Everyone (and their roomie, mom, and neighbor) is baking bread right now, flour is selling like hotcakes and suddenly gluten isn’t a threat. We couldn’t help but wonder what this sudden spark in bread enthusiasts means. We went to bread artist Lexie Smith for answers.

Eating or baking bread, art is not usually the first thing that comes to mind. If you haven’t seen Lexie Smith’s work that is. The artist from NYC uses bread’s potential as a social, political, economic, and ecological barometer – not your average baker. Lexie is exploring bread’s potential as an agent for change, publishing the findings of her experiments on a website called Bread on Earth. She made it to both Forbes and The New York Times’ “30 Under 30” lists. She teaches workshops, for example at the Sandberg Institute in Amsterdam on the sociopolitical history of bread and its relationship to peasantry and power: “It’s fun to see the different colors that have represented wealthy people’s bread over the years. It was white bread—as white as you could get. Now we want sourdough, local heirloom grains, freshly milled, $15-a-loaf, slow-fermented,” she says. “You see the spectrum bending back on itself. This is why I’m interested in bread as a barometer of social change. If you look at bread, you have to look at subsidies and revolts and taxation. Bread has never really been simple.” she tells Vice.

In times like this, of great uncertainty, crisis even, however big the consequences might be – from being utterly bored in lockdown to losing jobs or even loved ones – what we share is a need for comfort and security. Lexi decided to start sending out sourdough starter to anyone interested in the process and received over 400 requests in the first 24 hours. She encourages other bakers to dehydrate and share their own with their communities. Providing instructions for that, as well as sourdough maintenance, on her website. Lexi writes: “Some folks who wrote have lost their jobs and are looking for ways to keep feeding themselves and their families, others are looking for distraction, a hobby, a way to provide for their community, or just therapy.”

If this spark in baking break shows us one thing, it’s at least this: “Such a strong interest in bread making over the last week clearly underscores the necessity of revaluing our ability to make, distribute, and consume necessary goods outside of a commodity marketplace. We’re so estranged from these processes that many people’s relationships to sustain themselves feels urgently inadequate, and the powerful, the gatekeepers of wealth, are officially not coming to save us. Because of or in the face of this, bread has once again, as in so many other eras of extreme insecurity, risen up as a symbol of sustenance, comfort, and security. How do we get to it? Many non-commodity farmers, millers, and bakers are standing by to provide for this resurgence. Bread is the commodity that requires *humans* to produce. A return to it logically coincides with a time when human life feels unprecedentedly precarious. All metaphorical intonations of bread as life, bread as livelihood, bread as money, as body, have melted pretty quickly into the real.”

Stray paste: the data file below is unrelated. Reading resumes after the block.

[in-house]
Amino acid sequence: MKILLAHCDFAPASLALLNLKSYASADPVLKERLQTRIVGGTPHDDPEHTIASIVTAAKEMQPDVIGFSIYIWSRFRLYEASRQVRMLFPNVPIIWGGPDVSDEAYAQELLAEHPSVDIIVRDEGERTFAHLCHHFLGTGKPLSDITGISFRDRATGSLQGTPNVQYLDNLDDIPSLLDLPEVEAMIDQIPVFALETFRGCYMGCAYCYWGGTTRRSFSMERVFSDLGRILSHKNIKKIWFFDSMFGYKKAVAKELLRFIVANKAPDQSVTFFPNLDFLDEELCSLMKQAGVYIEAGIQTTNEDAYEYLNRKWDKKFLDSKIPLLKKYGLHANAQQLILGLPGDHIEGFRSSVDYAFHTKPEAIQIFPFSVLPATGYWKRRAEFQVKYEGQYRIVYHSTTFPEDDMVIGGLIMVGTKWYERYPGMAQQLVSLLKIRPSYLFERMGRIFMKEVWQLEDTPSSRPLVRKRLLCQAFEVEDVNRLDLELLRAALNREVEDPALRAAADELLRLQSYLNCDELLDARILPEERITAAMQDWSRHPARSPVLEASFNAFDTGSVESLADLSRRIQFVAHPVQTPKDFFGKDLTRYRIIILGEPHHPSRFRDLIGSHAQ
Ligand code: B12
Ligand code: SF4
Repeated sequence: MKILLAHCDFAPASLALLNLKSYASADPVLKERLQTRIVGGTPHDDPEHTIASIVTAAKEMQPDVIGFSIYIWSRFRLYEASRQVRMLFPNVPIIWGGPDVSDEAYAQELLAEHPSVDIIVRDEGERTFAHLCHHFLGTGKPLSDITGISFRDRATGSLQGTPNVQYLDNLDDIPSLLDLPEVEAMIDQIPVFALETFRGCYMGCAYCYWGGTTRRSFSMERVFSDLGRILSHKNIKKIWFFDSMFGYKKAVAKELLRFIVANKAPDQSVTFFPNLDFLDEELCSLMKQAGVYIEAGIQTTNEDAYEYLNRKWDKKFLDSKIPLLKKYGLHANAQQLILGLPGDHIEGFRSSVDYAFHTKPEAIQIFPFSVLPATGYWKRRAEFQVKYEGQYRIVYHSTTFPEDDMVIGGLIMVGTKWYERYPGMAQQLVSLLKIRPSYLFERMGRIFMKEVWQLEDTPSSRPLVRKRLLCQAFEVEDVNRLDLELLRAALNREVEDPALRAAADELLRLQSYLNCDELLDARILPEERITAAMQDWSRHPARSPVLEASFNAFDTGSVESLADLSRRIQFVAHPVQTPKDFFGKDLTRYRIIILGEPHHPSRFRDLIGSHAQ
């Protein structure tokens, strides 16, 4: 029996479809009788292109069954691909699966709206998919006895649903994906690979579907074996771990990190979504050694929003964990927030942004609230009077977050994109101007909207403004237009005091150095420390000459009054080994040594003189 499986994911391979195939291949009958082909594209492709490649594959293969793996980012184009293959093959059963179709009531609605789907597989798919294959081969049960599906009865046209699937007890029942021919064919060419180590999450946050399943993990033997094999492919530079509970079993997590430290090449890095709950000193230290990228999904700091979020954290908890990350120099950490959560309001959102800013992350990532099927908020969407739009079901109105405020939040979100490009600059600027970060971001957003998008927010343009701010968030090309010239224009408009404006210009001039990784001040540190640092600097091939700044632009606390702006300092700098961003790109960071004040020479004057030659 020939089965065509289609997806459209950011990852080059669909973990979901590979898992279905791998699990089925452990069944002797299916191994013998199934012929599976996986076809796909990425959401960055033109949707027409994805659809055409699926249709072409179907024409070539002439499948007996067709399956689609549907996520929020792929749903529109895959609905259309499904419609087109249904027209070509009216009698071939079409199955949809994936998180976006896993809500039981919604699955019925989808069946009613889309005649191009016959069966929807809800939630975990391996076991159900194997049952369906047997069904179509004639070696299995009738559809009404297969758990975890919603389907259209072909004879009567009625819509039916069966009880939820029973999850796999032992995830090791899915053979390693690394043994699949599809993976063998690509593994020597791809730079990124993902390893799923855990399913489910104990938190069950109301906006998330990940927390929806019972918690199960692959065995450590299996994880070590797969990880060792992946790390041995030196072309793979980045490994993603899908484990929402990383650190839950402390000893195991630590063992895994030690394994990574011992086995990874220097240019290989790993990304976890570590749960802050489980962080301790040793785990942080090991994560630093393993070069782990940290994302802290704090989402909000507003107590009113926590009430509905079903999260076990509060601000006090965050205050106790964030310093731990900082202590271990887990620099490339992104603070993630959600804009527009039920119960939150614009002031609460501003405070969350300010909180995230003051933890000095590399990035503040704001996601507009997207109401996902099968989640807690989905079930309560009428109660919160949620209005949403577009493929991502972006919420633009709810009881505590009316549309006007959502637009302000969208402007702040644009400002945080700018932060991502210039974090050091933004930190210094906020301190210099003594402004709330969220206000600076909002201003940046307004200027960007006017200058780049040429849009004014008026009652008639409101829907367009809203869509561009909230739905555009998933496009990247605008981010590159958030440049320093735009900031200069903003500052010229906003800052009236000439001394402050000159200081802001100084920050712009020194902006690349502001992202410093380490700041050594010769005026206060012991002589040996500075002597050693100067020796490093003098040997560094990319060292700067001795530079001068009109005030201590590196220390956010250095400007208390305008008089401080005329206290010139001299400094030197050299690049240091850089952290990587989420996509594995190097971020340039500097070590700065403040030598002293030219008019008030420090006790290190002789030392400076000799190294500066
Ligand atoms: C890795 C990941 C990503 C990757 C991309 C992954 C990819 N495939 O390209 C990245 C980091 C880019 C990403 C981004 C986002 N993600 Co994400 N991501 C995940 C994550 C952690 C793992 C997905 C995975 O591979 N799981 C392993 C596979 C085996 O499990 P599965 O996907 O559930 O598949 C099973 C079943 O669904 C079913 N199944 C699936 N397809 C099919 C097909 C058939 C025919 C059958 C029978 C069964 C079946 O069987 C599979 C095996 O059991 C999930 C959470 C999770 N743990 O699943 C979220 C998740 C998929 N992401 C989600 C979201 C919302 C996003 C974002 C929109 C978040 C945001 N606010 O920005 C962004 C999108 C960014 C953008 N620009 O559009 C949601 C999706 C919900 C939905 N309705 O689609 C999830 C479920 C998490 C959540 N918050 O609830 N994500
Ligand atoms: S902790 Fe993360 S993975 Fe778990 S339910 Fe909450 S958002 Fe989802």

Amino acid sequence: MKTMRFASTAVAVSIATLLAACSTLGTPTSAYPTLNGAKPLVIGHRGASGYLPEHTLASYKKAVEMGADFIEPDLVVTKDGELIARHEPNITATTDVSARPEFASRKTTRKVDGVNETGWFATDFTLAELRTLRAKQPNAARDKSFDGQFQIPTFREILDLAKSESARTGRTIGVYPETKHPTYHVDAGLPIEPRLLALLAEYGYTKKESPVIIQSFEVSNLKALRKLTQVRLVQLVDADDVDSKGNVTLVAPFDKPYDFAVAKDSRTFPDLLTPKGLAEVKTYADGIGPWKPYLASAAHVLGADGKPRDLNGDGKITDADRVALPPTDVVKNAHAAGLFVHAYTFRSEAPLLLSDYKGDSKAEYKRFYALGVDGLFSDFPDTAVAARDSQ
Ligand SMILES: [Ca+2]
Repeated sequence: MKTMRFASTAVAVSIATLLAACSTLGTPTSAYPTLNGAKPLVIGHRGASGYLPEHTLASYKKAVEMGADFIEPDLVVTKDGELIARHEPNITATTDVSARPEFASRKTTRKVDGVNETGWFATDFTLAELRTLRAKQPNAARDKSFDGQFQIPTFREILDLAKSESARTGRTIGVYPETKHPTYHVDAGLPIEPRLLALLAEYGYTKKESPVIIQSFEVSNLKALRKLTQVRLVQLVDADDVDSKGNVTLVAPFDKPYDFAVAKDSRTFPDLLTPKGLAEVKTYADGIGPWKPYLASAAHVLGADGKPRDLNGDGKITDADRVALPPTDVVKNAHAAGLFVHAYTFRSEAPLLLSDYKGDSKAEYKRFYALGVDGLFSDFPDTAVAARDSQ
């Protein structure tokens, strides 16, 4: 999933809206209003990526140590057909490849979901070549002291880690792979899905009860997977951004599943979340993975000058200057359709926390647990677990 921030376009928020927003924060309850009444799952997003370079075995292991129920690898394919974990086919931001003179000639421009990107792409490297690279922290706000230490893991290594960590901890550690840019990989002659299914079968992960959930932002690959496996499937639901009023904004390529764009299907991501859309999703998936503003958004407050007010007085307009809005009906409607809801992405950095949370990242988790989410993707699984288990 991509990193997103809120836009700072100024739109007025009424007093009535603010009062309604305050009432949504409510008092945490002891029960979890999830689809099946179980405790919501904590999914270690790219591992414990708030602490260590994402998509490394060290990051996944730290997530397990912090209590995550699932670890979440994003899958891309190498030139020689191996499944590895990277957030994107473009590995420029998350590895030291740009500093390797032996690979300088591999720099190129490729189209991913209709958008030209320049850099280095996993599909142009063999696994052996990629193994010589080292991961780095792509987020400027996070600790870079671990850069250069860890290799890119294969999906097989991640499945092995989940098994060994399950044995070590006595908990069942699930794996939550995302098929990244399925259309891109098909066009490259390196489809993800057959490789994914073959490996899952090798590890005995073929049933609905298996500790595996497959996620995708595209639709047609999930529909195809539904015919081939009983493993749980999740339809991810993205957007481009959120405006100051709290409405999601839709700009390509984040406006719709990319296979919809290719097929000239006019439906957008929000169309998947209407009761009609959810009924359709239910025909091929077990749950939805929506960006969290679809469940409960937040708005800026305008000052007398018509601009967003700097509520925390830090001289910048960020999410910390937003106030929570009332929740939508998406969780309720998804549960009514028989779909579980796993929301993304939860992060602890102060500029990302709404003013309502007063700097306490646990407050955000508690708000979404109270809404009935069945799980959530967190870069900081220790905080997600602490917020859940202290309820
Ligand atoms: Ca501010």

“Sourdough is an accumulation of the air and your direct environment and feedings over years and years and years. Really, it’s an accumulation of knowledge or experience,” she says. By giving it to strangers in dried form, she hopes people will be less afraid of killing it and more inclined to use it. “We have more access to information than we’ve ever had and less access to knowledge. I look at both the recipe and the experience of making bread as a means of tapping into intuition, taking your time and attention away from a market that can use it.” Want to get your hands on a bit of the fermented stuff? Find Lexie’s instructions on making and maintaining a sourdough starter on Bread on Earth.

Happy baking!


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13 students made their own sourdough olive oil challahs and bound them up in each other’s, now they’re being fed to strangers. They wrote the recipes themselves throughout the process. To: consider how an expansion of language can expand our experience, revisit voices of control and our complicity towards them, question assumed form and vocabulary, and size up feelings of ownership thru personal production and subsequent loss of those fruits. Squiggling our way to individual representation of shared work, without influencing or quieting one another. Also just into making good bread. At @illustration.school with flour from @paodaterramatosinhos and support from @epocaporto and all the willing participants, thank you 🕯all versions of the recipe will be printed beside each other at the end of the week🕯

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